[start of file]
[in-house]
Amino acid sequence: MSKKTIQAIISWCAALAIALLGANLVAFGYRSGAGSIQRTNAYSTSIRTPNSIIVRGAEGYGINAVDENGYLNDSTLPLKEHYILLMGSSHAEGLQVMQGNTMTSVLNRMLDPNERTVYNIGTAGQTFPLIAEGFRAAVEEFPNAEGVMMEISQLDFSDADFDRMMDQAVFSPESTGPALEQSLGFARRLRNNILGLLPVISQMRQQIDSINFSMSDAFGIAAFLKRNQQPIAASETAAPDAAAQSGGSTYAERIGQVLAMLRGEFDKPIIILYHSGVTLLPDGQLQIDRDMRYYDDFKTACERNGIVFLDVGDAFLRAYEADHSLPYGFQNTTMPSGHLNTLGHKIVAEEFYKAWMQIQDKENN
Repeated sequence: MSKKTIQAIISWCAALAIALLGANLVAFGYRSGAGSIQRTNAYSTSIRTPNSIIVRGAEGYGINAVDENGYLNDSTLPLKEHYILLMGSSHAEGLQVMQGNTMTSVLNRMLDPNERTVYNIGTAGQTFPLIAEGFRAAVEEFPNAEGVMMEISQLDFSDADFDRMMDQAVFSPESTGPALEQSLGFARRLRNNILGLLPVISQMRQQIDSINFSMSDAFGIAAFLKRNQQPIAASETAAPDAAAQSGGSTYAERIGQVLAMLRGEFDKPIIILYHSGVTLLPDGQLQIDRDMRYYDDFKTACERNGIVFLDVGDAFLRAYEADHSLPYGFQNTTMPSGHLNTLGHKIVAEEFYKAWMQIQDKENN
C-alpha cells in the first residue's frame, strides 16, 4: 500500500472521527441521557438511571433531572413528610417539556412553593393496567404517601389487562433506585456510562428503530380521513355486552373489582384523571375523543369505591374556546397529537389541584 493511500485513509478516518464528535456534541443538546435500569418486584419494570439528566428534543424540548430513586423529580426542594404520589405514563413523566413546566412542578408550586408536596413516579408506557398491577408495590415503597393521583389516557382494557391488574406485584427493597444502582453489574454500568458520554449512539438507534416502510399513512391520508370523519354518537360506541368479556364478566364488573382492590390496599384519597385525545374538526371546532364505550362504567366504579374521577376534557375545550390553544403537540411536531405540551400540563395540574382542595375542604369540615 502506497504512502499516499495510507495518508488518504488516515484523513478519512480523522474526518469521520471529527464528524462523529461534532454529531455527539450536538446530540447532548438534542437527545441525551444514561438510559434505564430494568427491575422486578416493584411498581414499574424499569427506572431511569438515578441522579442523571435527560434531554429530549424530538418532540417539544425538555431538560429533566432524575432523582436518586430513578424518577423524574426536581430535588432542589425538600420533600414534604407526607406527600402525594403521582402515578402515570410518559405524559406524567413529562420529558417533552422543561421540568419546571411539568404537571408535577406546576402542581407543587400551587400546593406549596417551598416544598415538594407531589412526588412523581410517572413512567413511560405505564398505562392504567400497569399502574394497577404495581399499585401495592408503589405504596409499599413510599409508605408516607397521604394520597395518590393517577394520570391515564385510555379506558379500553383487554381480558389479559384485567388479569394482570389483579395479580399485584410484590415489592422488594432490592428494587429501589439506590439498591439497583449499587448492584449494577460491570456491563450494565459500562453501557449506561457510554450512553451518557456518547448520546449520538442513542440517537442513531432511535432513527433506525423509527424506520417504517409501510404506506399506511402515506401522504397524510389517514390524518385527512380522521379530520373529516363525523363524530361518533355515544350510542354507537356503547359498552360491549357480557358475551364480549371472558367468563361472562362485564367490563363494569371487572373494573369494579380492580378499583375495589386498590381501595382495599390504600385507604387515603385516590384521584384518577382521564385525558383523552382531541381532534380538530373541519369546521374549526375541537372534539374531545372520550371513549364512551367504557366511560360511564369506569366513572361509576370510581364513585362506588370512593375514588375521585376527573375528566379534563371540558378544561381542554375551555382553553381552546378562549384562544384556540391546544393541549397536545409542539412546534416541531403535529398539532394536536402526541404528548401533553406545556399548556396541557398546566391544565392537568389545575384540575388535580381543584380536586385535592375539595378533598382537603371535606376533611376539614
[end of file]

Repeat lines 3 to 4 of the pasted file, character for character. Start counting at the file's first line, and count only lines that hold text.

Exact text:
Repeated sequence: MSKKTIQAIISWCAALAIALLGANLVAFGYRSGAGSIQRTNAYSTSIRTPNSIIVRGAEGYGINAVDENGYLNDSTLPLKEHYILLMGSSHAEGLQVMQGNTMTSVLNRMLDPNERTVYNIGTAGQTFPLIAEGFRAAVEEFPNAEGVMMEISQLDFSDADFDRMMDQAVFSPESTGPALEQSLGFARRLRNNILGLLPVISQMRQQIDSINFSMSDAFGIAAFLKRNQQPIAASETAAPDAAAQSGGSTYAERIGQVLAMLRGEFDKPIIILYHSGVTLLPDGQLQIDRDMRYYDDFKTACERNGIVFLDVGDAFLRAYEADHSLPYGFQNTTMPSGHLNTLGHKIVAEEFYKAWMQIQDKENN
C-alpha cells in the first residue's frame, strides 16, 4: 500500500472521527441521557438511571433531572413528610417539556412553593393496567404517601389487562433506585456510562428503530380521513355486552373489582384523571375523543369505591374556546397529537389541584 493511500485513509478516518464528535456534541443538546435500569418486584419494570439528566428534543424540548430513586423529580426542594404520589405514563413523566413546566412542578408550586408536596413516579408506557398491577408495590415503597393521583389516557382494557391488574406485584427493597444502582453489574454500568458520554449512539438507534416502510399513512391520508370523519354518537360506541368479556364478566364488573382492590390496599384519597385525545374538526371546532364505550362504567366504579374521577376534557375545550390553544403537540411536531405540551400540563395540574382542595375542604369540615 502506497504512502499516499495510507495518508488518504488516515484523513478519512480523522474526518469521520471529527464528524462523529461534532454529531455527539450536538446530540447532548438534542437527545441525551444514561438510559434505564430494568427491575422486578416493584411498581414499574424499569427506572431511569438515578441522579442523571435527560434531554429530549424530538418532540417539544425538555431538560429533566432524575432523582436518586430513578424518577423524574426536581430535588432542589425538600420533600414534604407526607406527600402525594403521582402515578402515570410518559405524559406524567413529562420529558417533552422543561421540568419546571411539568404537571408535577406546576402542581407543587400551587400546593406549596417551598416544598415538594407531589412526588412523581410517572413512567413511560405505564398505562392504567400497569399502574394497577404495581399499585401495592408503589405504596409499599413510599409508605408516607397521604394520597395518590393517577394520570391515564385510555379506558379500553383487554381480558389479559384485567388479569394482570389483579395479580399485584410484590415489592422488594432490592428494587429501589439506590439498591439497583449499587448492584449494577460491570456491563450494565459500562453501557449506561457510554450512553451518557456518547448520546449520538442513542440517537442513531432511535432513527433506525423509527424506520417504517409501510404506506399506511402515506401522504397524510389517514390524518385527512380522521379530520373529516363525523363524530361518533355515544350510542354507537356503547359498552360491549357480557358475551364480549371472558367468563361472562362485564367490563363494569371487572373494573369494579380492580378499583375495589386498590381501595382495599390504600385507604387515603385516590384521584384518577382521564385525558383523552382531541381532534380538530373541519369546521374549526375541537372534539374531545372520550371513549364512551367504557366511560360511564369506569366513572361509576370510581364513585362506588370512593375514588375521585376527573375528566379534563371540558378544561381542554375551555382553553381552546378562549384562544384556540391546544393541549397536545409542539412546534416541531403535529398539532394536536402526541404528548401533553406545556399548556396541557398546566391544565392537568389545575384540575388535580381543584380536586385535592375539595378533598382537603371535606376533611376539614